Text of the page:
Does anyone know why the commented line fails compilation but the uncommented line is okay?
// std::string foo("hello").erase(2); // This doesn't compile...
std::string("hello").erase(2); // ...but this does.
main.cpp: In function ‘int main()’:
main.cpp:5: error: expected ‘,’ or ‘;’ before ‘.’ token
This is an issue that has to do with the syntax for the language. There's a distinction between a declaration, which is a statement, and a creation of a temporary, which is an expression. The two are handled quite differently by the language and are subject to different rules.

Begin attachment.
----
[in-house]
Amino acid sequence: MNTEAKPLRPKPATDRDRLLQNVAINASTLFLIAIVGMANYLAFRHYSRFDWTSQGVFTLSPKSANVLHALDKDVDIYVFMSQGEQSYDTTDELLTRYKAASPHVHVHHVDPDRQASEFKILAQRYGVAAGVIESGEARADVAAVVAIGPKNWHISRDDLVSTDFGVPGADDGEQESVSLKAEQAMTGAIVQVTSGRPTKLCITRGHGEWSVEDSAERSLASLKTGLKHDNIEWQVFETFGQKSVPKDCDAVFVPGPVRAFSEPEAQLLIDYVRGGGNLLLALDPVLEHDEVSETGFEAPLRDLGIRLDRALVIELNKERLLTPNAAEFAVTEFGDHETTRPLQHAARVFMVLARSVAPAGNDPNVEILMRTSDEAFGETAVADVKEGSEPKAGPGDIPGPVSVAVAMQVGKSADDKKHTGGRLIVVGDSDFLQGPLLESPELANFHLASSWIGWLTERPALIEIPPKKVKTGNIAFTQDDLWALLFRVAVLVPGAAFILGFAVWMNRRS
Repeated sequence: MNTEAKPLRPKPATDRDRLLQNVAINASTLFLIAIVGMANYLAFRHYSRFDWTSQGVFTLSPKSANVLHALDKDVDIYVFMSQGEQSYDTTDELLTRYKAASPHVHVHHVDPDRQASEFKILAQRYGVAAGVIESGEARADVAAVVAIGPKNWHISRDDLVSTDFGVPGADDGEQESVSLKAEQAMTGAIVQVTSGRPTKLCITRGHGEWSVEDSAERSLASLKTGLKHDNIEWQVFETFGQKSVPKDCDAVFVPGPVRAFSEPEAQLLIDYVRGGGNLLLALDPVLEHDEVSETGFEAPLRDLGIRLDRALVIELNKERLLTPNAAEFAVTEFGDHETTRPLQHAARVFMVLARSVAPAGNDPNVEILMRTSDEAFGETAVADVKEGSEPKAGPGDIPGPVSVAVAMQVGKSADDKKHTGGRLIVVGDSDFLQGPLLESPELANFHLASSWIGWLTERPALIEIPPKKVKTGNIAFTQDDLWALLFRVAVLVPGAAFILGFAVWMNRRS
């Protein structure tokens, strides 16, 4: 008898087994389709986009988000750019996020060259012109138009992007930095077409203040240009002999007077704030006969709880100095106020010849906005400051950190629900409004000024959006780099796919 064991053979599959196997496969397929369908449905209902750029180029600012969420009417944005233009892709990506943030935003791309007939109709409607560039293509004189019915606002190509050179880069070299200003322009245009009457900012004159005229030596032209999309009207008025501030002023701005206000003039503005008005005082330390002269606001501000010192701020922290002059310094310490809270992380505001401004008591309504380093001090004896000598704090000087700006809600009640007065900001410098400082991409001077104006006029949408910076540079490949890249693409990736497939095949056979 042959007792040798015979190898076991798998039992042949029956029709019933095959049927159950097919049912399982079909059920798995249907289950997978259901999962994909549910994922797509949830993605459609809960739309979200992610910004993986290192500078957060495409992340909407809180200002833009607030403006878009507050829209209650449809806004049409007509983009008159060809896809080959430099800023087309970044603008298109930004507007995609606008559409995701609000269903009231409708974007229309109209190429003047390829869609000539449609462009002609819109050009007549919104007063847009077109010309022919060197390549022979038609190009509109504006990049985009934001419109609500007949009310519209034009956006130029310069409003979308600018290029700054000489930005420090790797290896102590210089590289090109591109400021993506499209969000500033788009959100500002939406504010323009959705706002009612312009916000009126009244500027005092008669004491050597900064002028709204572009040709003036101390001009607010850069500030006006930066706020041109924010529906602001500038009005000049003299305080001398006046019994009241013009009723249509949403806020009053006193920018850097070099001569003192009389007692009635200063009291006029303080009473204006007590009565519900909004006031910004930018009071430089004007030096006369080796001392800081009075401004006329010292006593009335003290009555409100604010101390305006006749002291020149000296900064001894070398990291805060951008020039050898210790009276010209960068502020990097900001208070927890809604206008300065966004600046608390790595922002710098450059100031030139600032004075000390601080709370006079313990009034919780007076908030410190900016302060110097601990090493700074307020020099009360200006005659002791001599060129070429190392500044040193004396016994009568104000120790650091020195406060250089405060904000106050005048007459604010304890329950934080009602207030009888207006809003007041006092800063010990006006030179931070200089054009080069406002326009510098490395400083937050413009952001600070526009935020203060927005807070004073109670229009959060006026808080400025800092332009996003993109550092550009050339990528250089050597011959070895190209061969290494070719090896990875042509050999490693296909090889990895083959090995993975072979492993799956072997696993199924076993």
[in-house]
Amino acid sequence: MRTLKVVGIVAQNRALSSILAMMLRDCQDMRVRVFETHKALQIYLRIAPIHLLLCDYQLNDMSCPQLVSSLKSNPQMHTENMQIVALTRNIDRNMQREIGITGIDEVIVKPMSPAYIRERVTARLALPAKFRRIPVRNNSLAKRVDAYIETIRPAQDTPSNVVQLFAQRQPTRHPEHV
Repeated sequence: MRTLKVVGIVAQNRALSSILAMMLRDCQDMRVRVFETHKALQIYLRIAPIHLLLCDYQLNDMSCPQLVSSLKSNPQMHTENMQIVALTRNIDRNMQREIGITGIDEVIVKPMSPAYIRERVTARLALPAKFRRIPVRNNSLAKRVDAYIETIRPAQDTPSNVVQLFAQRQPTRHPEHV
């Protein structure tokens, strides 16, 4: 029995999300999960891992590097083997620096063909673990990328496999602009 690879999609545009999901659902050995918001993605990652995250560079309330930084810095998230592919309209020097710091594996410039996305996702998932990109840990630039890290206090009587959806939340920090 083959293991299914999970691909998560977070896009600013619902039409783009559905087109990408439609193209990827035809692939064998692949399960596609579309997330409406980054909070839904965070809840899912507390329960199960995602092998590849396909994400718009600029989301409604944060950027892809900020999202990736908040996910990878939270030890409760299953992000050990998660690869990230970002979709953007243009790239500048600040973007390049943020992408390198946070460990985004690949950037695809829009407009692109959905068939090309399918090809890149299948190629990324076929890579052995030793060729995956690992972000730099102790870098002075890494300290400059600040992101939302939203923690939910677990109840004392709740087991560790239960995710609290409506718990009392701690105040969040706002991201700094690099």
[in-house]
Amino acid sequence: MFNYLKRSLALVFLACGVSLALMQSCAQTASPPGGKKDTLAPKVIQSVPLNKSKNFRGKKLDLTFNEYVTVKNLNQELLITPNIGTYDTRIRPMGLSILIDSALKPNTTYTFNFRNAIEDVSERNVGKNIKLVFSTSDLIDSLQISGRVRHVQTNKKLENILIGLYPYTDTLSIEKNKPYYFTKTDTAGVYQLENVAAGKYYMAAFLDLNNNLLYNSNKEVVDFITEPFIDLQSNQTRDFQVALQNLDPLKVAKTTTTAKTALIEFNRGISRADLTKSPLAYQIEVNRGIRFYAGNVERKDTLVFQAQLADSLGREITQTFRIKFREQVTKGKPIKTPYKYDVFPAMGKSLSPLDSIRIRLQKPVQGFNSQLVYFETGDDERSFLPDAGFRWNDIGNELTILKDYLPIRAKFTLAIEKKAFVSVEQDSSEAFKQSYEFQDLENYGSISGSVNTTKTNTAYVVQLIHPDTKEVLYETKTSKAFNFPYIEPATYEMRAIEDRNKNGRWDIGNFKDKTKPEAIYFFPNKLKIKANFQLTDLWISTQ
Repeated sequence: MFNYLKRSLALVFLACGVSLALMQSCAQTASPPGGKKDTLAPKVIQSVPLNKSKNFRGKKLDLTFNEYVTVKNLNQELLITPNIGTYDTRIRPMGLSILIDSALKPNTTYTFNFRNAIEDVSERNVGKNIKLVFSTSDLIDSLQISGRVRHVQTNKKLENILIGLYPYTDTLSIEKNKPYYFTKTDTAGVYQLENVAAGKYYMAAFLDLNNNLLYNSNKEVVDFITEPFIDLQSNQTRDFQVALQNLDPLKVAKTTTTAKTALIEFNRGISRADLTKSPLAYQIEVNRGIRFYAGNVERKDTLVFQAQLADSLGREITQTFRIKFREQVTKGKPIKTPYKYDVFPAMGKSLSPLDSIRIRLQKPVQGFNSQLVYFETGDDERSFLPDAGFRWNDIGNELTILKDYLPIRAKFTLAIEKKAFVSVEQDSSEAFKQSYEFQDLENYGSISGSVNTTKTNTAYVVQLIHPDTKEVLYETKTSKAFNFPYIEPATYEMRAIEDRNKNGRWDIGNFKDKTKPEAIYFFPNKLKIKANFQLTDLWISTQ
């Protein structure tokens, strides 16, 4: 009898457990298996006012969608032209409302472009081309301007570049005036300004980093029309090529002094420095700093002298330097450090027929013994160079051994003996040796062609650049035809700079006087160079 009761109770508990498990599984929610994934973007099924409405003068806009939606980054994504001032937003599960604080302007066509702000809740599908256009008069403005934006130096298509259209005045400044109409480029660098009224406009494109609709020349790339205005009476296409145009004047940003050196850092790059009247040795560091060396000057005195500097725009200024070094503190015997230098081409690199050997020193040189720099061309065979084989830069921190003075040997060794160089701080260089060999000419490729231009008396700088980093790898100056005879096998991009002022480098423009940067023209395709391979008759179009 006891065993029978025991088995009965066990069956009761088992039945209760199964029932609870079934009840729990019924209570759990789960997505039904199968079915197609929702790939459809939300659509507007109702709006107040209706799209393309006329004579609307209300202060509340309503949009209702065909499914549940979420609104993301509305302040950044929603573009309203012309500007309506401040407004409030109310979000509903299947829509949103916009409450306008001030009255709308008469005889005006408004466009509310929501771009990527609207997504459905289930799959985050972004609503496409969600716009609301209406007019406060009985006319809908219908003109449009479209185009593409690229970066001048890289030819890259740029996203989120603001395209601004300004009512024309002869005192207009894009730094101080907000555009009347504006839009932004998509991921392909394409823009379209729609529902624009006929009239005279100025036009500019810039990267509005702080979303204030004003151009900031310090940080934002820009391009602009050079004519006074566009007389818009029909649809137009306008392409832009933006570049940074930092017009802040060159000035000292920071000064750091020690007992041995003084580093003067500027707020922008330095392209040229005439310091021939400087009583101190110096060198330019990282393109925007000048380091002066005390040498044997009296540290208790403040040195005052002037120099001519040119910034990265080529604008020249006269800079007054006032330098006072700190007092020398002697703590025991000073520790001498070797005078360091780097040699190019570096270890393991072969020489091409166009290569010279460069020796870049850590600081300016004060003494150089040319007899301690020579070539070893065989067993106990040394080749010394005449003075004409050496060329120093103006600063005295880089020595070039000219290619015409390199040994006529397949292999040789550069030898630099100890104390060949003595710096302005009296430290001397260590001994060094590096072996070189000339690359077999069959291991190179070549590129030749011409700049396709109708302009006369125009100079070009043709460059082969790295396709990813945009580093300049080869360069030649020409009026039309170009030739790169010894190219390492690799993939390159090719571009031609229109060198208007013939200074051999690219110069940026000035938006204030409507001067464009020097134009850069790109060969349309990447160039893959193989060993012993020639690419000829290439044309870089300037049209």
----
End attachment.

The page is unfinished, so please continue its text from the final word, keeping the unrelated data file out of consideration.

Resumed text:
A declaration is a statement in which you give the type of a variable, the name, and some expression that initializes it. So, for example, you could write
std::string foo = "hello";
However, you cannot write
simply because the language says that that syntax isn't allowed there. I mean, I get what you're saying, and I think most people probably would as well, but the language says that you're not allowed to do that. You could, however, write
std::string foo = std::string("hello").erase(2);
because declaration statements do allow you to provide arbitrary expressions as initializers.
On the other hand, the expression
is perfectly well-formed as an expression, because expressions can be built by creating temporary objects or calling member functions on different objects.
So really, there's no reason why the language couldn't have been designed so that what you're doing would be legal, but it just wasn't designed that way.